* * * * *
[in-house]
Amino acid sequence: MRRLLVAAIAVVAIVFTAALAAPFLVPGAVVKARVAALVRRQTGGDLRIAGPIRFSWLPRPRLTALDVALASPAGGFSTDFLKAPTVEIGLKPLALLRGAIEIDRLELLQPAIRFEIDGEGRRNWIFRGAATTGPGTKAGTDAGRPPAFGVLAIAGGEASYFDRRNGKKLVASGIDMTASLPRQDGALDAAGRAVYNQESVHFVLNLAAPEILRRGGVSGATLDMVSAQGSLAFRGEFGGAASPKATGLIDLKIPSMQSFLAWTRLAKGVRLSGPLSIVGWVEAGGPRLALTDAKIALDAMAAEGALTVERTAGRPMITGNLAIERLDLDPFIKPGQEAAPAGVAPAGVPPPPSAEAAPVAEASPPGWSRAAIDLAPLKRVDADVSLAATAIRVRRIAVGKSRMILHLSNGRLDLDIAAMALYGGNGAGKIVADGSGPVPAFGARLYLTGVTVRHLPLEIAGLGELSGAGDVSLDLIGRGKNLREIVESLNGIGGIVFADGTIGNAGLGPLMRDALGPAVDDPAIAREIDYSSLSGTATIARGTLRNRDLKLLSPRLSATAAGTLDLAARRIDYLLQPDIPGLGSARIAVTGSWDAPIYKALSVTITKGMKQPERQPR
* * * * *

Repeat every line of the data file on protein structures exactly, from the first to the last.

[in-house]
Amino acid sequence: MRRLLVAAIAVVAIVFTAALAAPFLVPGAVVKARVAALVRRQTGGDLRIAGPIRFSWLPRPRLTALDVALASPAGGFSTDFLKAPTVEIGLKPLALLRGAIEIDRLELLQPAIRFEIDGEGRRNWIFRGAATTGPGTKAGTDAGRPPAFGVLAIAGGEASYFDRRNGKKLVASGIDMTASLPRQDGALDAAGRAVYNQESVHFVLNLAAPEILRRGGVSGATLDMVSAQGSLAFRGEFGGAASPKATGLIDLKIPSMQSFLAWTRLAKGVRLSGPLSIVGWVEAGGPRLALTDAKIALDAMAAEGALTVERTAGRPMITGNLAIERLDLDPFIKPGQEAAPAGVAPAGVPPPPSAEAAPVAEASPPGWSRAAIDLAPLKRVDADVSLAATAIRVRRIAVGKSRMILHLSNGRLDLDIAAMALYGGNGAGKIVADGSGPVPAFGARLYLTGVTVRHLPLEIAGLGELSGAGDVSLDLIGRGKNLREIVESLNGIGGIVFADGTIGNAGLGPLMRDALGPAVDDPAIAREIDYSSLSGTATIARGTLRNRDLKLLSPRLSATAAGTLDLAARRIDYLLQPDIPGLGSARIAVTGSWDAPIYKALSVTITKGMKQPERQPR